Known for their agility when hunting prey, wolf spiders are difficult to corner. If placed in a precarious position they will lunge out a the predator and inject venom. Their bites cause mild pain and itching in humans. They’re eye configuration is unique when comparing them to the other spiders on this list, with two large eyes accompanied with four smaller eyes above its fangs. They are typically very easy to identify and should be left alone if spotted.

The Orb-Weaver Spider

They create a classic flat web, with a spiral pattern leading all the way to the center. They remake this web every single day! Their colorful narrow bodies are easy to spot in the home, and they’re not naturally hostile. Orb-weavers are remarkably strategic and actually know which prey are venomous when capturing them. Humans don’t really need to worry about their venom, but it will cause paralysis in the insects that are captured.

The Tarantula

This is probably the most well-known creature on the list. In fact, they are a popular pet in American homes, often kept in tanks filled with small logs and brush. Their venom can cause intense pain, however they are rarely aggressive with human beings. I actually used to have a math teacher that kept them in class.

The Red Widow

(not pictured)

This is the third member of the Widow family and for a good reason. Unlike the other two relatives mentioned, the Red Widow possesses two small red marks on its back. It is incredibly agile and can maneuver through tight corners with total ease. You most-likely won’t have the chance to see it. Its venom is not as potent as the black widow, but it is exceptionally talented at capturing prey.

All in all, most of the spiders on this list will merely cause discomfort in humans, but you should see a doctor right away if you notice intense itching, burning, or swelling. If treated right away, you can typically avoid serious side effects from a spider bite.

How to Deal with Spiders

One must remember that we inhabit the world in an entirely different way. We could not be further from a spiders natural prey on the food chain. Put simply, they won’t bother you, if you avoid bothering them.

Avoiding Spiders

There are an array of different methods to prevent issues related to venom. To start, just check your windows. If there is an opening, do your absolute best to patch it up. Colder months make homes a desirable hidey hole for nightcrawlers. You should also keep your door closed when possible. I cannot think of a more welcoming sign for spiders to just stroll on in.

Other Insects

Most of the time, spiders only enter your home with the intention of eating smaller insects on the floor, in cabinets, etc. Leaving food out over night can literally spawn a new ecosystem in your dining room. Allowing food to slowly rot in your trashcan is a welcome mat for flies. All of this plays into whether or not these eight-legged friends decide to set up camp.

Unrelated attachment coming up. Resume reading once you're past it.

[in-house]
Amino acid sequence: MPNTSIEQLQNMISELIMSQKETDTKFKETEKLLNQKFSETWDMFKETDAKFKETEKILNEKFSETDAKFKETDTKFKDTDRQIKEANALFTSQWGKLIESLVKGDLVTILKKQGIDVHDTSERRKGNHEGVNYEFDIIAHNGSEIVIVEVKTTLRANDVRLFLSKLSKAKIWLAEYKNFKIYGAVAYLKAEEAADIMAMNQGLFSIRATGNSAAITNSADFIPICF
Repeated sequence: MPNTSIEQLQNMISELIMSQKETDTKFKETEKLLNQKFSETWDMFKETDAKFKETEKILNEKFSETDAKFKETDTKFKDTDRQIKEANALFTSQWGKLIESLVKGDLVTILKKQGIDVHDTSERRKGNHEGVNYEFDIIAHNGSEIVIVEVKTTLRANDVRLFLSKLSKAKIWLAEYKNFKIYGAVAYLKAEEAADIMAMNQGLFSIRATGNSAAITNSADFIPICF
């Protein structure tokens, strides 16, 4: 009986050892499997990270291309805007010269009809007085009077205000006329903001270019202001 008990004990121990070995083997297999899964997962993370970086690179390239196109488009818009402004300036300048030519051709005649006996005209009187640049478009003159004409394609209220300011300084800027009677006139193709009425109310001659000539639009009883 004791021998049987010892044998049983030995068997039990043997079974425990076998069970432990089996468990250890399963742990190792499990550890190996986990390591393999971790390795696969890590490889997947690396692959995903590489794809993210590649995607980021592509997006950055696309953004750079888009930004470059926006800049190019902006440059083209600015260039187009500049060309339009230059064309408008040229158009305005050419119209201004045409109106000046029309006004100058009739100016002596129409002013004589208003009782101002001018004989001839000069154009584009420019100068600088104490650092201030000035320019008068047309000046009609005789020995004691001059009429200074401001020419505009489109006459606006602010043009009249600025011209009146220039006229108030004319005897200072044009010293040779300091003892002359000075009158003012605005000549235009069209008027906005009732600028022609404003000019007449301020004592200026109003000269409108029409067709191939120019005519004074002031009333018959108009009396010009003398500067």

How to Treat Bites

Luckily the U.S.’s spider population isn’t the most threatening in the world. Urbanization has prevented the evolution of venom production in spiders, and these little creatures don’t really enjoy travel by boat or plane. In addition to this, our advanced medicine allows us to combat venom, as long as the bite is treated as soon as possible.

Related Questions

What Exactly is Venom?

It is a substance consisting of one or more types of toxins. It can be found most commonly in spider, scorpions, or snakes and is always used as a defensive measure against humans. Refined by years of evolution, venom production has taken on a plethora of different forms and the injection method has seen changes as well. In the past, there were actually quite a few animals that held the ability to use venom, but we have witnessed its decline because many natural enemies have been wiped out across the world. You can see this by researching more remote areas on the African continent, where the hostile ecosystem has produced some of the most life-threatening venom on record. For example, The Button Spider can cause death if the injection is longer than a typical reflexive bite.

Should We Be Scared of Spiders?

As it was briefly highlighted in the beginning, you really shouldn’t be scared of spiders. Many have what is known as arachnophobia; a condition leaving people petrified just by spotting spiders in their living space. Although this is natural in many ways, civilization has brought us an abundance of remedies, and discounting these scientific advances does a disservice to our place in nature.

Spiders are amazing in so many ways. They teach us about our environment and our position within it. It is best to simply be cautious and keep an open mind towards our tiny neighbors. Stay safe out there!

Matt Cochrell

Hi, my name is Matt Cochrell and I am a real estate broker in the state of Ohio. I operate a network of sites designed to help home buyers, home sellers, and homeowners make better decisions. This site is dedicated to information regarding the damage pests can cause to your home and family.